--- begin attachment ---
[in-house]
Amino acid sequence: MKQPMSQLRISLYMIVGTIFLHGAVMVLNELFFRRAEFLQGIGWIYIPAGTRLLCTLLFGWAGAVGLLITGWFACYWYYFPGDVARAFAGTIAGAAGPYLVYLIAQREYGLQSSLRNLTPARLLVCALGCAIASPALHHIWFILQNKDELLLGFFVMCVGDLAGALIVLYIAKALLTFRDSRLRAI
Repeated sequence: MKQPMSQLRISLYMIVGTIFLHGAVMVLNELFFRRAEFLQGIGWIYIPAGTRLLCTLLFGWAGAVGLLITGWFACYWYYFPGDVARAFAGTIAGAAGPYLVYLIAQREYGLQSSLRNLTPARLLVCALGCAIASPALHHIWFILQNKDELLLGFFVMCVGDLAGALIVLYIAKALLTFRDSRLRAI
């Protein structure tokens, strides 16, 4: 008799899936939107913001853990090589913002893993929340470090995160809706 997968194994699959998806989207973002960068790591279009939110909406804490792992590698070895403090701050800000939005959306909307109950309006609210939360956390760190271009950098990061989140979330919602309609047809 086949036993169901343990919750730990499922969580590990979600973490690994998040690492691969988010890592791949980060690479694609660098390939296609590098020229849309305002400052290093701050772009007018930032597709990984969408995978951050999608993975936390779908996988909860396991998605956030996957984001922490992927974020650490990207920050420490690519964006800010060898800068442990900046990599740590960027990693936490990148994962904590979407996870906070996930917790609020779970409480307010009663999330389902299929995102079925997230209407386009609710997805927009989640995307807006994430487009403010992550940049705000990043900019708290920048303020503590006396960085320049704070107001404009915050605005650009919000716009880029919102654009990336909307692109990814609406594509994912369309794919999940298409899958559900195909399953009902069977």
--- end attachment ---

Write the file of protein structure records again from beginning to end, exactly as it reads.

[in-house]
Amino acid sequence: MKQPMSQLRISLYMIVGTIFLHGAVMVLNELFFRRAEFLQGIGWIYIPAGTRLLCTLLFGWAGAVGLLITGWFACYWYYFPGDVARAFAGTIAGAAGPYLVYLIAQREYGLQSSLRNLTPARLLVCALGCAIASPALHHIWFILQNKDELLLGFFVMCVGDLAGALIVLYIAKALLTFRDSRLRAI
Repeated sequence: MKQPMSQLRISLYMIVGTIFLHGAVMVLNELFFRRAEFLQGIGWIYIPAGTRLLCTLLFGWAGAVGLLITGWFACYWYYFPGDVARAFAGTIAGAAGPYLVYLIAQREYGLQSSLRNLTPARLLVCALGCAIASPALHHIWFILQNKDELLLGFFVMCVGDLAGALIVLYIAKALLTFRDSRLRAI
């Protein structure tokens, strides 16, 4: 008799899936939107913001853990090589913002893993929340470090995160809706 997968194994699959998806989207973002960068790591279009939110909406804490792992590698070895403090701050800000939005959306909307109950309006609210939360956390760190271009950098990061989140979330919602309609047809 086949036993169901343990919750730990499922969580590990979600973490690994998040690492691969988010890592791949980060690479694609660098390939296609590098020229849309305002400052290093701050772009007018930032597709990984969408995978951050999608993975936390779908996988909860396991998605956030996957984001922490992927974020650490990207920050420490690519964006800010060898800068442990900046990599740590960027990693936490990148994962904590979407996870906070996930917790609020779970409480307010009663999330389902299929995102079925997230209407386009609710997805927009989640995307807006994430487009403010992550940049705000990043900019708290920048303020503590006396960085320049704070107001404009915050605005650009919000716009880029919102654009990336909307692109990814609406594509994912369309794919999940298409899958559900195909399953009902069977």